On Halloween night, the first round of the College Football Playoff (CFP) rankings were revealed. The Ohio State Buckeyes sit at No. 1, the back-to-back reigning champion Georgia Bulldogs are No. 2, the Michigan Wolverines are No. 3 and the Florida State Seminoles have taken the No. 4 spot.
The first two out are Pac-12 juggernauts No. 5 Washington and No. 6 Oregon.
History shows that college football is filled with parity and is prone to being shaken up. This can be due to teams losing games later in the schedule or sleeper teams becoming a contender by year’s end. Just last season, Tennessee and Clemson opened up at No. 1 and No. 4 in the first CFP rankings but eventually fell out of the playoffs completely while non-conference champion TCU and Big 10 champion Michigan swooped into the playoff.
In 2014, Ohio State was initially ranked as the 16th-best team. They went on to shut out Wisconsin 59-0 to win the Big 10, snuck into the playoffs to knock off Alabama in the Sugar Bowl, and win the national crown against Oregon.
The initial rankings have always caused controversy and should be viewed through a skeptical lens.
With less than a month left in the season, there is still plenty of time for surprises. Frankly, this is a three-way race between the teams sitting at four, five and six. In my opinion, the committee got it wrong putting Oregon at No. 6.
Even though they lost to Washington earlier this season, if they were to match up again, it would be a much safer bet that the Ducks would win. A large part of the loss was Oregon’s critical coaching errors such as not punting while up 33-29 and failing to convert on a 4th down giving Washington star quarterback Michael Penix Jr. the ball at midfield.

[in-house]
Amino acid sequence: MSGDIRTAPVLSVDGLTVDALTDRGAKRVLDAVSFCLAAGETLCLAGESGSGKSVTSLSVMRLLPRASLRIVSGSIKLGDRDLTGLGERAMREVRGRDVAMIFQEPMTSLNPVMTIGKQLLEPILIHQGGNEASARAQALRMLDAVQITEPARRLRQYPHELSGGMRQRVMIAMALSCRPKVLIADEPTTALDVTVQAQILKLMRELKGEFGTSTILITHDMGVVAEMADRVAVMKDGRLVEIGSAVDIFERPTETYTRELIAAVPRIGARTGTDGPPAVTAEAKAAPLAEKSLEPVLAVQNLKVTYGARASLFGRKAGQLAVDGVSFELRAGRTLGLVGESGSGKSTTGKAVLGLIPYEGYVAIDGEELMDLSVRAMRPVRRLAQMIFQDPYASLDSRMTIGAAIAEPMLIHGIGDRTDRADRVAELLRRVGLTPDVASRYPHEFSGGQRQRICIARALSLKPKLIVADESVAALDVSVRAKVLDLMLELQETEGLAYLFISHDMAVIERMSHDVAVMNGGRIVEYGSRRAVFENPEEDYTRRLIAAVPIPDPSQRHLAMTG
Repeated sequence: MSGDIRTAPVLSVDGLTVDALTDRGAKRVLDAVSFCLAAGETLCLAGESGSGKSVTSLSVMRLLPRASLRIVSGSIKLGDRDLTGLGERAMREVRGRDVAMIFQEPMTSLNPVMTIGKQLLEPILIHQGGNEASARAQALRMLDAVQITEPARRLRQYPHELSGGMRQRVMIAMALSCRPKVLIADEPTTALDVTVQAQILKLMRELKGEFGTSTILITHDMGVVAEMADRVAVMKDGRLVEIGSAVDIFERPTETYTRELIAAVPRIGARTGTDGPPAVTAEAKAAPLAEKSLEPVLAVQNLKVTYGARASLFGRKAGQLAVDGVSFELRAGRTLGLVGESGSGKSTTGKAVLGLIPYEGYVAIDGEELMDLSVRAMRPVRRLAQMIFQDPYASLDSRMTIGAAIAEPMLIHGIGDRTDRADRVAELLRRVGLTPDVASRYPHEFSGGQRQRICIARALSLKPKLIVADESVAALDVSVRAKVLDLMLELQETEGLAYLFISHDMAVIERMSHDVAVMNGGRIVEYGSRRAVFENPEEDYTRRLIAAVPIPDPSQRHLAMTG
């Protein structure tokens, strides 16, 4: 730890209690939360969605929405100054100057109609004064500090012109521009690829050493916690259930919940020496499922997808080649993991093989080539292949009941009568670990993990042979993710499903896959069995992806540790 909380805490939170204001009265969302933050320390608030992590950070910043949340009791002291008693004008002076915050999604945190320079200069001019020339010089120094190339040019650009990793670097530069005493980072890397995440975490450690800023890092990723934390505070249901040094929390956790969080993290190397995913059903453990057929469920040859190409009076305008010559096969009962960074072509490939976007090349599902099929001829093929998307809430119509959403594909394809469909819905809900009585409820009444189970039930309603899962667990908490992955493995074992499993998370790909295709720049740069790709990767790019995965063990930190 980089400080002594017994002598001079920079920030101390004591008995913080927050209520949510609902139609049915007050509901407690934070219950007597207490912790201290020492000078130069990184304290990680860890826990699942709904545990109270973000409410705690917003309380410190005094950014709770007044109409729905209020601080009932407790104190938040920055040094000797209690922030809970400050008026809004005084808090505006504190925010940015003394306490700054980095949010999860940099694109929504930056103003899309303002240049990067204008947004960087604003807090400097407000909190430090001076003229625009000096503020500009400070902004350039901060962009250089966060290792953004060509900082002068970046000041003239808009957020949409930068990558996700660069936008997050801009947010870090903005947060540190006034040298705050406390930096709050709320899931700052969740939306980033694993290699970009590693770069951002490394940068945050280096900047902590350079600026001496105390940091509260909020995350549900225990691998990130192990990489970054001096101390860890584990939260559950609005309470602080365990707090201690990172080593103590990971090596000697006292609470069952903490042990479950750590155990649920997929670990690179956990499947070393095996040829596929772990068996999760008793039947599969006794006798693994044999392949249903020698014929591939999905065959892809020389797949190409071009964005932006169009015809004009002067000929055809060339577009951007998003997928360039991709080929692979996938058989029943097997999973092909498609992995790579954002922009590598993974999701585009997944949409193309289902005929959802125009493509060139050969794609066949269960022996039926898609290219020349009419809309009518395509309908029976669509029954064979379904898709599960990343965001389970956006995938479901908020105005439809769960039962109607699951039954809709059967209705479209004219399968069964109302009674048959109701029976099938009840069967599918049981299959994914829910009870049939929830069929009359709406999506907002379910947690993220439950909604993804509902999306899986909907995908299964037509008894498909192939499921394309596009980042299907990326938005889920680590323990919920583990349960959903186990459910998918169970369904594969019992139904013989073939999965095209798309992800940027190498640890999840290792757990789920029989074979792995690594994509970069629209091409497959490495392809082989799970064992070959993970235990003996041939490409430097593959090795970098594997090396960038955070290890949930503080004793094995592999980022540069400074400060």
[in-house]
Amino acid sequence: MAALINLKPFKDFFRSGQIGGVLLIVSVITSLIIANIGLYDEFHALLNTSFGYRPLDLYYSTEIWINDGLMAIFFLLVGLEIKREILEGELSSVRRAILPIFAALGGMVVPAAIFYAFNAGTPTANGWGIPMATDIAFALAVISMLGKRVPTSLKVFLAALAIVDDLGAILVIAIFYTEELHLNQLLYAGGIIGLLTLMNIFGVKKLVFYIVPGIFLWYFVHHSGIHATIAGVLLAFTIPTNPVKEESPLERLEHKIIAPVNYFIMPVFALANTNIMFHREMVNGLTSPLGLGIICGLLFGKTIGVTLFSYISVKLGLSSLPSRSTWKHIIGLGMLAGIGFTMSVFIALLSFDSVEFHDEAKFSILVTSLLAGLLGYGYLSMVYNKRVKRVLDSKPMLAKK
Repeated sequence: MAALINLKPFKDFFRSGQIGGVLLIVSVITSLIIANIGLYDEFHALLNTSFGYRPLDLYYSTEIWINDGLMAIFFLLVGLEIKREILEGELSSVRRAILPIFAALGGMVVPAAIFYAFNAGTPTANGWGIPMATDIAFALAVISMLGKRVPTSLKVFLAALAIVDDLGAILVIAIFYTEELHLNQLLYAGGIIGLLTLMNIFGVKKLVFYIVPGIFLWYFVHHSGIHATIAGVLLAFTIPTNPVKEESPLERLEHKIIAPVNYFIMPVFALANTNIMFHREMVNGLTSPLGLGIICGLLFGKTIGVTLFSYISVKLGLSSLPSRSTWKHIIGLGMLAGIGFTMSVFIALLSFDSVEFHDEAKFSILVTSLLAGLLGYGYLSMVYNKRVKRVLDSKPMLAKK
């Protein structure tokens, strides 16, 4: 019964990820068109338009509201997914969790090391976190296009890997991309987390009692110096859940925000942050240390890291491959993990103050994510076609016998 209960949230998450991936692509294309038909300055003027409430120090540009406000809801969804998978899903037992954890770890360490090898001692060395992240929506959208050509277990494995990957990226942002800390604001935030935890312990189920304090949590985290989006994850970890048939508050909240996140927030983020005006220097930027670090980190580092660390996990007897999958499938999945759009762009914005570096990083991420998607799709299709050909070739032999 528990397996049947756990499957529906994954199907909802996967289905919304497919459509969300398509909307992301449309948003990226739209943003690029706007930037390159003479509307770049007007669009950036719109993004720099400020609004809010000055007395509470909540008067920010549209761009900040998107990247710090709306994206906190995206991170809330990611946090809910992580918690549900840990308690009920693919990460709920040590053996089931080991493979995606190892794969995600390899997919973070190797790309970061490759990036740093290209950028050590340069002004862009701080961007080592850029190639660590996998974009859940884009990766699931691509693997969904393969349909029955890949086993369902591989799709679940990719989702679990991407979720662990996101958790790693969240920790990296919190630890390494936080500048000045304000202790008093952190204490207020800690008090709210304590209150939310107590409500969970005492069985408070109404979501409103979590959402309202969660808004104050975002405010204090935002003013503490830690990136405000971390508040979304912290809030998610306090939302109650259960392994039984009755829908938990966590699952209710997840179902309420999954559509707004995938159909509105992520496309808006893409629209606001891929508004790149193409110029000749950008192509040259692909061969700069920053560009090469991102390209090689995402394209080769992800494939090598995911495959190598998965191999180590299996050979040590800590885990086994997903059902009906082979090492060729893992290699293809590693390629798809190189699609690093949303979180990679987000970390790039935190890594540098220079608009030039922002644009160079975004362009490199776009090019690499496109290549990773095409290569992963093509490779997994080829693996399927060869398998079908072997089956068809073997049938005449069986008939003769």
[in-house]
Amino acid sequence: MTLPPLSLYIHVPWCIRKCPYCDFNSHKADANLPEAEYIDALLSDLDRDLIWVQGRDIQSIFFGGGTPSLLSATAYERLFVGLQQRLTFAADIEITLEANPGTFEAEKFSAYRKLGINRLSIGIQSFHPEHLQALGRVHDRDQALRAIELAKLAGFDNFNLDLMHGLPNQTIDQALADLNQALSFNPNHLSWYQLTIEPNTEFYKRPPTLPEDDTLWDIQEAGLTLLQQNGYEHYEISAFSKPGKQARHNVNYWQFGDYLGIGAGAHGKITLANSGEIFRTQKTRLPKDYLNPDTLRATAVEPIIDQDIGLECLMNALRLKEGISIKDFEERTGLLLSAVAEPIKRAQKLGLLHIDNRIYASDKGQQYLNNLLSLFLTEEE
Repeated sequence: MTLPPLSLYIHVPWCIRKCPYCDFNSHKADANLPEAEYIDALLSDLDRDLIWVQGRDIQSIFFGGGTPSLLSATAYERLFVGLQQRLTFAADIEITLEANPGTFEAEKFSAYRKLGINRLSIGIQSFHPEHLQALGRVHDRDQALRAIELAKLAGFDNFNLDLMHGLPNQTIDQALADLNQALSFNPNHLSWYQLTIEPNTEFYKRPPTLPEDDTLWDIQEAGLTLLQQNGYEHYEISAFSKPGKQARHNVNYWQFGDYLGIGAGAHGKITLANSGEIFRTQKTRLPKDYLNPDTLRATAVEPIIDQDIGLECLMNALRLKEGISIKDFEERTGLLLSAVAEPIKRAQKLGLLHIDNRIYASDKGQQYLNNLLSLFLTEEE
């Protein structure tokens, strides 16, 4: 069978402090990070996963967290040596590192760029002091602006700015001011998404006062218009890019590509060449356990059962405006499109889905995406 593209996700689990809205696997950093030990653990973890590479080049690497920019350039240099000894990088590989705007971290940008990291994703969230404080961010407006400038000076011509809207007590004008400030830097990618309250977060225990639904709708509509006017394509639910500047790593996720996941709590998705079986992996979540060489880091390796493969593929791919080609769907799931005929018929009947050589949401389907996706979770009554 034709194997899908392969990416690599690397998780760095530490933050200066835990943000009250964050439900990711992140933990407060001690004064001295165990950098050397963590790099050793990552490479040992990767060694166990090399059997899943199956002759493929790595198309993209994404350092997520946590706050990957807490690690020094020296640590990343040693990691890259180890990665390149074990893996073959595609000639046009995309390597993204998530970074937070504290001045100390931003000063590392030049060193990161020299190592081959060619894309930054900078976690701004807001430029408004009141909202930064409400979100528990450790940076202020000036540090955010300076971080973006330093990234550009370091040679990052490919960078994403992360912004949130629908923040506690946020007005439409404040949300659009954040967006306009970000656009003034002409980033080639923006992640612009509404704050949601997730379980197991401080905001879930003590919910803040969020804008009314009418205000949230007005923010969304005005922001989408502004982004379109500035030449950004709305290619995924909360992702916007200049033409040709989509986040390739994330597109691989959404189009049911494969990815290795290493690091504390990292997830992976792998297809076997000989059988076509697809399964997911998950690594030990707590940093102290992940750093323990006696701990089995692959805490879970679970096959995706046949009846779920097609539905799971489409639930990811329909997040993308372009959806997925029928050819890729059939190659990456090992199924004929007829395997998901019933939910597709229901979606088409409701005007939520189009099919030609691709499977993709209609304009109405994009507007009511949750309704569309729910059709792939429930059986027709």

Washington’s recent struggles, especially with Arizona State on October 21st, have shown potential vulnerabilities. At home in their new purple haze uniforms, the Huskies produced minimal offense and only a 4th quarter pick-six by cornerback Mishael Powell put the game on ice, winning 15-7. This certainly puts a wet blanket on Washington's resume and may cost them a playoff spot even if they get back to form.
Oregon silenced a defensive-minded Utah team in Salt Lake City, allowing just six points and scoring 35 of their own, further bolstering their resume that a rematch with Washington would not go the same way.
Along with Washington, No. 9 Oklahoma has also been extremely shaky. After beating Texas, the Sooners have embarked on a landslide, first escaping a game against UCF via the Golden Knights failing to convert a two-point conversion to win, then losing a 38-33 high scoring last-minute heartbreaker to Kansas.
Coming into the latter half of the season is when premier matchups with large implications start to happen.
Assuming Ohio State, Georgia and Michigan are who they show to be against better competition and remain strong through the end of the season, the three powerhouses will not be going anywhere.
Despite No. 2 Michigan being in the middle of a sign-stealing scandal and still having yet to play their toughest rivals in No. 11 Penn State and No. 1 Ohio State, the Wolverines are unlikely to face any punishment that will hinder their season due to the 90-day allotted response time Michigan has to report to the NCAA.
No. 4 Florida State has the clearest path to the playoff, it’ll be tough to argue them over Oregon. If both win out, the Ducks will have wins over No. 24 USC, No. 16 Oregon State and possibly a Washington rematch. On the other hand, the toughest challenge presented by the Seminoles is unranked Miami (FL) and a possible ACC championship against No. 13 Louisville.
Mathematically, the top 13 teams are still alive. Only four make it to the end. By season's end, we could see Ole Miss battling it out with Michigan. Depending on the outcomes of these high-end matchups, 2023 will send us into the CFP with plenty of thrills.